Arnold realized he could not survive financially on the income of a poet-critic, so for 35 years he worked as an inspector of schools, using his spare moments to continue writing. Murray writes, “[Arnold’s] devotion to the cause of universal compulsory state education was total. By speaking out on educational matters and criticizing the politicians who were his employers he put his career at risk, but he believed so passionately in the cause of bringing education to the working class that he never counted the personal cost.”

Arnold was not without his critics. Fellow poet T. S. Eliot debunked Arnold’s liberal humanism as “an unwillingness to submit to orthodoxy in politics and religion.” A lifelong admirer of Swift and Voltaire, Arnold was a robust skeptic. He also was deeply influenced by the pantheistic philosopher Spinoza: “To him I owe more than I can say,” Arnold said.

Matthew Arnold was a prolific letter writer, and Murray mines the rich ore of Arnold’s correspondence to illustrate and document his portrait of Arnold’s career and basic philosophy of life. This “five-star” biography is, as one reviewer puts it, “An intimate and refreshing portrait of one of our greatest literary figures.” To produce this excellent biography, Gilbert Murray has done a tremendous amount of research. His writing style and choice of words are impressive. The volume contains 16 pages of photographs, copious end-notes, and a helpful index. Last but not least, the author offers a surprising interpretive twist on the meaning of “Dover Beach.”

For other book reviews by Roy E. Perry, please visit:

http://www.amazon.com/gp/cdp/member-reviews/A2MVUWT453QH61/ref=cm_cr_auth/002-6294896-4602409?%5Fencoding=UTF8

David M. (Dave) Carew is writer/editor of “Underground Nashville” and the author of the novels “Everything Means Nothing to Me: A Novel of Underground Nashville” and “Voice from the Gutter,” both now available at Amazon.com and XLibris.com. Dave is also a freelance book editor, publicist, seminar and workshop leader, journalist, and advertising / marketing / public relations writer.

************
Everything Means Nothing to Me: A Novel of Underground Nashville by Dave Carew—which was praised by The Tennessean as “beautiful, haunting, powerful”—is now available in an all-new paperback edition. For more information, please visit Amazon.com and/or the page on Facebook:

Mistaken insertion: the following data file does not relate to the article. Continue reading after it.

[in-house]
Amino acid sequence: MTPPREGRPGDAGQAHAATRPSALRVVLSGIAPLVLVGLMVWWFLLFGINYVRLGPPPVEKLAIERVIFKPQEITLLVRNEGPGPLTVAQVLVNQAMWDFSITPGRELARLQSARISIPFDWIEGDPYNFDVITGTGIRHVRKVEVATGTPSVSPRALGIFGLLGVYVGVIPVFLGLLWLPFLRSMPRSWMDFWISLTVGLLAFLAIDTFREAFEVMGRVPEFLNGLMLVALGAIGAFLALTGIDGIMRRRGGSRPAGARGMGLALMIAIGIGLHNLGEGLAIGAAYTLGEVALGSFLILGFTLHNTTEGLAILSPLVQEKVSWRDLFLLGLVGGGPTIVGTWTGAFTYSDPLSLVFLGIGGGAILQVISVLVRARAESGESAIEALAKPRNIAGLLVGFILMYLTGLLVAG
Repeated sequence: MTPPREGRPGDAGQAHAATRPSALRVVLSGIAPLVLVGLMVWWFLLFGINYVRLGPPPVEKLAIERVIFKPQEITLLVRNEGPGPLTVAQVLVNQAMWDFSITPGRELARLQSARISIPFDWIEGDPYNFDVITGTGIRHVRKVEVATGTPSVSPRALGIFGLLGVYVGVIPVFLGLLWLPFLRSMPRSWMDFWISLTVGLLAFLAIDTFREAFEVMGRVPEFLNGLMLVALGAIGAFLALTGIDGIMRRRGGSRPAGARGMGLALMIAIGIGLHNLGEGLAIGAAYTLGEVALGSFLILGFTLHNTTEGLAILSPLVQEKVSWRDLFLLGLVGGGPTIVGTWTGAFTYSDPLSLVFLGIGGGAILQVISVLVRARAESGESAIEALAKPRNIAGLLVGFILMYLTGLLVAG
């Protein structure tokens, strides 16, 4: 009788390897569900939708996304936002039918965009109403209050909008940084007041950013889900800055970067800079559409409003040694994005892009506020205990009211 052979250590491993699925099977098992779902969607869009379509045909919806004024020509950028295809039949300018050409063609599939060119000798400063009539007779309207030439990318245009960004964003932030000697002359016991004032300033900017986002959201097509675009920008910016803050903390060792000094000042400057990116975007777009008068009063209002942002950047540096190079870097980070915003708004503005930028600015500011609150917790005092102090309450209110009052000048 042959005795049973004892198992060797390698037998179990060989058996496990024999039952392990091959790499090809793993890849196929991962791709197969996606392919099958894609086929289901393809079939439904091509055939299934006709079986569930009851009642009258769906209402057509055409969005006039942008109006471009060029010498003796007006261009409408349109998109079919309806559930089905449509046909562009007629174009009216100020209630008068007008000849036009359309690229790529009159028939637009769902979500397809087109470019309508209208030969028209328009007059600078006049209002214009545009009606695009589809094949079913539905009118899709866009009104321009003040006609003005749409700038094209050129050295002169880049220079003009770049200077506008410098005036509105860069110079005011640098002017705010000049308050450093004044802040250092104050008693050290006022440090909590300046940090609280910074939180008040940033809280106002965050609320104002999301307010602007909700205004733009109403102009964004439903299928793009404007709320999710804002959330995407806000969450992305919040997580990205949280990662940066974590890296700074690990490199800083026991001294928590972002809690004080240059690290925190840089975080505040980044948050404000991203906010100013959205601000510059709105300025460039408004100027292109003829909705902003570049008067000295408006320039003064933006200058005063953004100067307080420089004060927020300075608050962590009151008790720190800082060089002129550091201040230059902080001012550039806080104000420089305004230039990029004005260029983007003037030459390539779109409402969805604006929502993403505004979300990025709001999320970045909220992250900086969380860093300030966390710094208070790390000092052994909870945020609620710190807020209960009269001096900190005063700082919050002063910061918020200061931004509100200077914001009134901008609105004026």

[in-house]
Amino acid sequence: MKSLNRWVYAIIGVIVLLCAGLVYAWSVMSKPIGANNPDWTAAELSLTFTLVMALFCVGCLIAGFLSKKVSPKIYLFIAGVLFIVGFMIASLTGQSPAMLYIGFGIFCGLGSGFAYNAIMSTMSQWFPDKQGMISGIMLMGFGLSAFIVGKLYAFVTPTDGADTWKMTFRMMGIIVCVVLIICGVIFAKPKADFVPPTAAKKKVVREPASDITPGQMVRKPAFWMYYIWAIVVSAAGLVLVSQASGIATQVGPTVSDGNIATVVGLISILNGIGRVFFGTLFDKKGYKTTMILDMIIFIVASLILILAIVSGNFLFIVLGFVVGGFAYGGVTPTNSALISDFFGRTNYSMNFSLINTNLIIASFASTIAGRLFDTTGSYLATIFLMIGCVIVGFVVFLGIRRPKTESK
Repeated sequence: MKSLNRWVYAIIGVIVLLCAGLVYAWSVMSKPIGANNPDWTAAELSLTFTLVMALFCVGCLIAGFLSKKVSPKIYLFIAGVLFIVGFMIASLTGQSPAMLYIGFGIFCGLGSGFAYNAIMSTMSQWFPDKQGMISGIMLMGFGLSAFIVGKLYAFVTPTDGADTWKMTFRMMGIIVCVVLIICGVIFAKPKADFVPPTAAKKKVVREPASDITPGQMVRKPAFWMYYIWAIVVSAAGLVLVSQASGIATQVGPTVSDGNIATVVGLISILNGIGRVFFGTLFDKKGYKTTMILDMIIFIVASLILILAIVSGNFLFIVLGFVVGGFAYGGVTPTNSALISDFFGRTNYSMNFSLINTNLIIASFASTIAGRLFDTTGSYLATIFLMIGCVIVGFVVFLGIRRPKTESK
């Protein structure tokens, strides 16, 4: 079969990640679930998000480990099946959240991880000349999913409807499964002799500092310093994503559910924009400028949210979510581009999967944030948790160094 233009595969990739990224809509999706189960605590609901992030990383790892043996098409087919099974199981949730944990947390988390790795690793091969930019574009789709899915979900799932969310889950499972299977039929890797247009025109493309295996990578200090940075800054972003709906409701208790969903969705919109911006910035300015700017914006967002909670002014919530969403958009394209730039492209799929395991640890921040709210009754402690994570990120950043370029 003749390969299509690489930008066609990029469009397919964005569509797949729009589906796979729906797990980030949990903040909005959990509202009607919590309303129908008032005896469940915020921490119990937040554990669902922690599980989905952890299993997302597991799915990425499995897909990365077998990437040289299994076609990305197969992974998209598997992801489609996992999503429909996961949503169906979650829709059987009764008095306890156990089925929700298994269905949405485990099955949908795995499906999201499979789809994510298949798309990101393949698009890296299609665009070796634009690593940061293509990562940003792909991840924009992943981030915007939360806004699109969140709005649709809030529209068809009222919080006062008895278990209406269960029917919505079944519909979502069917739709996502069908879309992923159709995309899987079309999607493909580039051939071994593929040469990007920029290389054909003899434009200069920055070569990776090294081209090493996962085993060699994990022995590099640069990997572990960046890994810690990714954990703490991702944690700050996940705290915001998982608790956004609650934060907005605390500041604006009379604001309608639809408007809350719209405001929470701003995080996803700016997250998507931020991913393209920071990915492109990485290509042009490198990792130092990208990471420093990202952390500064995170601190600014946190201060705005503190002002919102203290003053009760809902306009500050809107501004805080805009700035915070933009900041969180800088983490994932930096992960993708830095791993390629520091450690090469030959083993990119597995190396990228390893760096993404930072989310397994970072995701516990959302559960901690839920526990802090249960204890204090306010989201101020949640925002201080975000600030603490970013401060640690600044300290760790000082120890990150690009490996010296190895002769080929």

http://www.facebook.com/EverythingMeansNothingtoMe?ref=ts&fref=ts

***********
Do you want to help homeless people in Nashville learn culinary arts and other employment skills that provide a specific, effective path off the streets? Please visit Lambscroft.org and consider making a financial contribution. Any amount is very helpful and appreciated. Thank you.

***********

Editor’s Note: “Underground Nashville” covers artists, authors, musicians, poets, political figures, and other compelling people and happenings not typically covered by the mainstream Nashville media. It also presents reflections and commentary from an underground/indie perspective, offering “thoughts from the shadows of a great American city.”

Dave Carew

“What record are you listening to now?”

July 10, 2013

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by Dave Carew

One thing that always fascinates me is to hear what particular artist or record my friends and readers currently are into.  Since I share the belief (with many) that older pop, rock, and country music is generally superior to today’s versions, I have no problem with a friend telling me she or he now is listening to so-n-so from the ‘70s or hoozy-wits from the ‘90s. In fact, it strikes me as more interesting, because I love the whole notion of artists being re-discovered by individuals or generations years after their creative time. There’s something very affirming and redeeming about that.

Since you forgot to ask <smirk>, I’ll share with you two albums I’ve listened to endlessly recently, one of which is 17 years old, the other nearly twice that.

They are Nick Drake’s Bryter Layter (1970) and the Bee Gees’ Still Waters (1997). Here—mercifully succinctly—is why I think both are excellent records:

The Bee Gees’ Still Waters sounds like how Justin Timberlake would sound if Timberlake could write good songs (the essential missing element in most of today’s pop/rock). Proving they never lost their gift for writing great melodies and hooks (in a career that spanned three times longer than that of the Beatles), the Bee Gees here reveal a true and respectful ear for the sonic landscape of the late 1990s, while still delivering an album that—in all its electric melodic and harmonic sense—is still pure Bee Gees. No mean feat.

Featuring several of Nick Drake’s most compelling and enduring songs (“Northern Sky,” “Fly,” “Chime of a City Clock,”) Bryter Layter is the only album ever recorded by Nick (of the three he made) featuring full-band production, i.e., bass, drums, etc. Recorded while Drake was just 22, it nevertheless has a fully-realized artistic feel to it, an urban-dream-like quality founded on Nick’s virtuoso acoustic guitar playing and impressionistic, lonely, opaque lyrics. Sadly, it was after the initial commercial failure of this album that, as one reviewer put it, “the shadows began closing in” for Nick Drake. Within four years, at age just 26, he was dead. It’s a pity he wasn’t around to see the world affirm what a stunning musical contribution he’d made.